Banned
Moderator
Contributor
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San Antonio, Texas
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'15 CX-5 Miata AWD
oem filter for me. I started out using aftermarket filters on my 90 626. But with ticking noises on cold start up I switched to mazda filters. It helped this tremendously. And now the filters do not cost much more than filters at a parts store. And depending on the filter even less money. Whenever I am at the dealer I just purchase a few filters at once. I had 360,000 miles on the original engine on the 626, which is still going strong. I drove it across the US last year and did not even have to add oil.

Is that the turbo hatchback by chance?
 
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13' CX-5 and 16' Mazda6 both Touring w/Tech/Bose
The genuine Japan made Oil Filters for Mazda's Skyactiv engines are the same units used worldwide (OEM Part Numbers).

They have a greater usable life than just 10K (Miles) in fact service intervals in Europe are 20K (KM) or 12K miles before any OF change.


hmmmmmm?!?!?!?!?

 
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2016 CX-5 Sport AWD
So have there been any actual cases where the oil filter caused a SkyActive motor to fail? All I keep reading is that the OEM filters are the best, they do not have ADBV, aftermarket filters do which can restrict SOME oil flow, and you couldn't potentially have a stored code or CEL because of the filter(which again, I haven't see factual proof). The reason I am bringing this up is because there are a lot of SkyActive engines out there, and I doubt that everyone takes the time to read up on the proper oil filter, but you don't see it being an issue. I currently have a Purolator and am considering switching over to OEM, but we just got done with a blizzard here so don't feel like changing the filter in the snow.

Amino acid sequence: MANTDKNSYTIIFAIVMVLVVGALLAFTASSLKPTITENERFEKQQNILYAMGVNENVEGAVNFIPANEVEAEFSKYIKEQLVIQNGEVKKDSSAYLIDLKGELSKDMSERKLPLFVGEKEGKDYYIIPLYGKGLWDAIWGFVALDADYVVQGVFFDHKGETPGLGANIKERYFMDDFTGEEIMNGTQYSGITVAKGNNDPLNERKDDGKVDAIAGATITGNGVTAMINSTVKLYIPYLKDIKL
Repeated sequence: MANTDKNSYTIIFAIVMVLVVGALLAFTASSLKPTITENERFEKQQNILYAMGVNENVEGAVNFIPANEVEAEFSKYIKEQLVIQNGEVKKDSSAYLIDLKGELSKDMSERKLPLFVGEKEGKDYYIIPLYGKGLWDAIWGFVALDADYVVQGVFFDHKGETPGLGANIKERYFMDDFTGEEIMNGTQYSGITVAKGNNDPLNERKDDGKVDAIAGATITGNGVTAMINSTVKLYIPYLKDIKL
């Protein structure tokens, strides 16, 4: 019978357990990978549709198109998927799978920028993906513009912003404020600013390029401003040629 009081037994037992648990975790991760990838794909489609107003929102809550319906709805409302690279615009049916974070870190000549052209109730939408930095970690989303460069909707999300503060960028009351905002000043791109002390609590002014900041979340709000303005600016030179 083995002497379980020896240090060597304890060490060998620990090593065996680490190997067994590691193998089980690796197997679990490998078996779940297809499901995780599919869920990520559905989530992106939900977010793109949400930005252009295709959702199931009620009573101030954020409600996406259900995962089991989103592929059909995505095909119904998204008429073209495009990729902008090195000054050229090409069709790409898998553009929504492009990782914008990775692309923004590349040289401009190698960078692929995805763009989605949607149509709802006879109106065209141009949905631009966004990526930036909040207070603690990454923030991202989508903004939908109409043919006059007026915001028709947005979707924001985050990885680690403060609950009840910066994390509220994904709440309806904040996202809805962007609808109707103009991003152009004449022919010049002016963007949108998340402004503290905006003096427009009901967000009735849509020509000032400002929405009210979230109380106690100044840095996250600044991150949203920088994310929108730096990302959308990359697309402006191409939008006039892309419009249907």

MikeM.

MoMo
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2013 Mazda CX-5 Touring AWD 2.0L
It's probably not a big deal. Key word is "probably".

With the low cost and high quality of the OEM filter I can't think of a single reason to use a different brand. I just order them on-line with my Molybdenum 0W-20 oil.
 
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2016 CX-5 Sport AWD
I used a Purolator because I needed to change the oil and didn't really prepare in advance. I'll be switching to a Mazda one as I usually tend to stick to OEM with all of my new vehicles.
 
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13' CX-5 and 16' Mazda6 both Touring w/Tech/Bose
So have there been any actual cases where the oil filter caused a SkyActive motor to fail? All I keep reading is that the OEM filters are the best, they do not have ADBV, aftermarket filters do which can restrict SOME oil flow, and you couldn't potentially have a stored code or CEL because of the filter(which again, I haven't see factual proof). The reason I am bringing this up is because there are a lot of SkyActive engines out there, and I doubt that everyone takes the time to read up on the proper oil filter, but you don't see it being an issue. I currently have a Purolator and am considering switching over to OEM, but we just got done with a blizzard here so don't feel like changing the filter in the snow.

I'd switch over to OEM over the purolator. That said as someone already posted, RockAuto sells the OEM equivalent spec WIX 57002 filter for about half the price but you have to pay for shipping. They charge roughly $30 for 4 filters for me 2-3 day shipping via FedEx.
 
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2015 CX-5 GT
I worked for Advance Auto for a bit. I had to take courses to learn the products and found out that the Purolator PureOne filtered 99.9%, more than the Mobil 1 filter. Since then, I've always used PureOne filters. Ironically, Advance Auto Parts would show the PL14612 for a 2014 Mazda6, but not for a 2014 CX-5. I called them and used logic with the person I was talking to. He agreed with me, but nothing has changed. The cool thing is if you buy enough filters to go over $50, or a combination of things, you can usually find a Promo code for $20 off a $50 order, bring the price down to a decent level. So, I have a bunch of PureOne filters and, thanks to Costco offering $10 off a six-pack of Mobil 1 0W-20 every now and then, which brings it down to around $26 (better per quart than Walmart's 5-quart jug), I'm set.